Germany will legalise CANNABIS, country’s new coalition leaders announce
Germany will legalise the recreational use of cannabis, the country’s new coalition government has announced as party leaders struck a power-sharing deal today.
The centre-left SPD, liberal Free Democrats and eco-friendly Greens are now poised to take power from Angela Merkel’s conservative CDU party, two months after it was given a drubbing in national elections.
Publishing their agenda for government today, the so-called ‘traffic light’ coalition said cannabis will be regulated and sold to adults for use in licenced shops alongside a raft of other measures such as phasing out coal power and steps to tackle Covid.
Since legalising medical marijuana in 2017, Germany’s market has become the largest in Europe, selling £154million worth of high-THC products to patients last year, according to New Frontier Data.
If cannabis is legalised for recreational use, the country – which has a population of more than 83million – could become the biggest cannabis market in the world.
The agreement also puts Olaf Scholz, SDP leader, on track to replace Angela Merkel as Chancellor – the first time in 16 years that the top job has changed hands.
Scholz says he expects members of the three parties to vote the 180-page deal through within the next 10 days, after which it will become binding.
Germany will legalise the recreational use of cannabis, the new coalition government has announced as it struck a power-sharing deal and laid out its agenda for the next four years
The three-way alliance – which has never yet been tried in a national government – will replace the current ‘grand coalition’ of the country’s traditional big parties if party members give the go-ahead.
Negotiators have spent more than a month hammering out the agreement, which paves the way for a so-called ‘traffic light’ coalition – named after the colours associated with each of the parties.
The relatively rapid accord will be greeted by a heave of relief by international partners wary of a hamstrung Germany while crises from the coronavirus pandemic to Belarus and a weak economic recovery rage.
Scholz, of the center-left Social Democrats, said the new government would not seek ‘the lowest common denominator, but the politics of big impacts.’
He stressed the importance of a sovereign Europe, friendship with France and partnership with the United States as key cornerstones of the government’s foreign policy – continuing a long post-war tradition.
The Social Democrats have served as the junior partner to Merkel’s center-right Christian Democrats.
Olaf Scholz (centre), leader of the SPD party, will become Germany’s next Chancellor under the terms of the agreement – taking the reins from Angela Merkel after 16 years
Merkel, who didn’t run for a fifth term, is expected to be succeeded by Scholz, 63, who has been her finance minister and vice chancellor since 2018.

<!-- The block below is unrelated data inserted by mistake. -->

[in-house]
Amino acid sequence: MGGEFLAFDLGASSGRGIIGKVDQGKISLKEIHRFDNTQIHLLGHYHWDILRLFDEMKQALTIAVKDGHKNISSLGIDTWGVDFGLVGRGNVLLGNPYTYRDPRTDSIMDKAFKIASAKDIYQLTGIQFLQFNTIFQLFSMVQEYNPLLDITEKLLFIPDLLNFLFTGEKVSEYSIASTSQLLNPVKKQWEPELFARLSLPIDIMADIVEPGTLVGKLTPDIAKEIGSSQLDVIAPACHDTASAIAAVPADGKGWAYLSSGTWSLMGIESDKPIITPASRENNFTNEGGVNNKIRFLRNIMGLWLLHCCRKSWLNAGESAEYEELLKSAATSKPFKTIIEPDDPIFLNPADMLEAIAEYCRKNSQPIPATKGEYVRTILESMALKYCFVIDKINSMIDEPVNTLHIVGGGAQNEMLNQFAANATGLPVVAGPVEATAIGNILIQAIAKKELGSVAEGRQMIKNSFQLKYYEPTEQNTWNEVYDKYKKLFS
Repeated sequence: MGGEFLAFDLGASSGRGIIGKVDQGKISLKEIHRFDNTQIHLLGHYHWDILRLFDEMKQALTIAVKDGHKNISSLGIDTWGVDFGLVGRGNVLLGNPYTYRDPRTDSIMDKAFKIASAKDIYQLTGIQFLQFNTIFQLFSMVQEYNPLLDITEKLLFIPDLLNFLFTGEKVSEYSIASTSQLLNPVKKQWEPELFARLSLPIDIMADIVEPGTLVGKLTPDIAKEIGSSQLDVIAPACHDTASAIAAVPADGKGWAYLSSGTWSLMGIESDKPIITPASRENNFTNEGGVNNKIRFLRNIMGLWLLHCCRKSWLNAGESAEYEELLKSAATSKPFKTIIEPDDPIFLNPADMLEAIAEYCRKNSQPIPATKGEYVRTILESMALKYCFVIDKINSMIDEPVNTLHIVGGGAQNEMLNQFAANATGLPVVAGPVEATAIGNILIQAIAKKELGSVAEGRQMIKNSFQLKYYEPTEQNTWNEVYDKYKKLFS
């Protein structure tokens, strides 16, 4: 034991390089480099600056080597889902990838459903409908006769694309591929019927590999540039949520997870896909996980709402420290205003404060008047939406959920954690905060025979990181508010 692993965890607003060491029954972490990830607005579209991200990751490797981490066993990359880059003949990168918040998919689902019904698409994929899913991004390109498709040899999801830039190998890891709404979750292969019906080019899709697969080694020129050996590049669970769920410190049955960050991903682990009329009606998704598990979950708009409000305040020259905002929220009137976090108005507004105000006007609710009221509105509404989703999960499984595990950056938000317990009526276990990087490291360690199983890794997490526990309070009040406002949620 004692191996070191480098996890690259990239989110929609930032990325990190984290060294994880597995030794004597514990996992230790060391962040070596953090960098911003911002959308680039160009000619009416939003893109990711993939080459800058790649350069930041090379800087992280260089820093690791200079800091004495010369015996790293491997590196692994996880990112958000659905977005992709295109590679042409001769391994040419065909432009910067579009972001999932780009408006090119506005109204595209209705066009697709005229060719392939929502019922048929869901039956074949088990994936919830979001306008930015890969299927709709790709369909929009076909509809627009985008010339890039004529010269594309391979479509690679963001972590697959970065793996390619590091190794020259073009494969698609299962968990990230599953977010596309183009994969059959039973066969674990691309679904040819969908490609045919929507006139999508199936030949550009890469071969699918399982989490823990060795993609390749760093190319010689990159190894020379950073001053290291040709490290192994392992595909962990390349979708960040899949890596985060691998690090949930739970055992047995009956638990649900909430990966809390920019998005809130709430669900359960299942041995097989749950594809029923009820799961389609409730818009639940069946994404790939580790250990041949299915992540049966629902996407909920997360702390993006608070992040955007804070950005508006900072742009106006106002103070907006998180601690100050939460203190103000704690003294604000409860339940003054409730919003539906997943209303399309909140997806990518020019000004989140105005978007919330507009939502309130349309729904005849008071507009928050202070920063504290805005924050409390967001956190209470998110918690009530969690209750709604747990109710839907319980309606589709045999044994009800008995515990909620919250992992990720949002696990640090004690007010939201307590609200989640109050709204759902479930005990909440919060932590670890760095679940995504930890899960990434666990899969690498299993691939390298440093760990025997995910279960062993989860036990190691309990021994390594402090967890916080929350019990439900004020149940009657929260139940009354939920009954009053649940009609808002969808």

The three would-be governing parties have said they hope parliament will elect Scholz as chancellor in the week beginning Dec. 6.
WHAT IS GERMANY’S ATTITUDE TOWARDS CANNABIS?
In recent years, public opinion in Germany has shifted towards the legalisation of cannabis, despite Angela Merkel’s Government being more opposed to the idea than the coalition partners.
A recent survey, conducted in October by German Hemp Association, found that 49 per cent of respondents were in favour of legalising cannabis for recreational use.
This was compared with just 46 per cent of German residents who were opposed to the move, which could see cannabis sold in specialty venues, similar to those found in the US and Canada.
The findings marked the first time since 2014 that more German residents were in favour of legalising cannabis in the annual poll.
Before that can happen, the deal requires approval from a ballot of the Greens’ roughly 125,000-strong membership and from conventions of the other two parties.
News of the deal came as Merkel led what was likely to be her last Cabinet meeting. Scholz presented the 67-year-old, who has led Germany since 2005, with a bouquet of flowers.
The negotiations over the alliance were relatively harmonious and speedy compared to previous coalition talks.
But the political transition, with Merkel as a lame-duck caretaker, has hampered Germany’s response to the latest rise in coronavirus cases.
Few details have emerged from the closed-doors talks, including how the parties will divide up the ministerial portfolios.
The alliance is a potentially uneasy mixture because it brings together two traditionally left-leaning parties with one, the Free Democrats, that has tended to ally with the center-right.
A preliminary agreement last month indicated that Germany would bring forward its deadline for ending the use of coal-fueled power from 2038 to 2030, while expanding the rollout of renewable energy generation.
At the Free Democrats’ insistence, the prospective partners said they won’t raise taxes or loosen curbs on running up debt, making financing a central issue.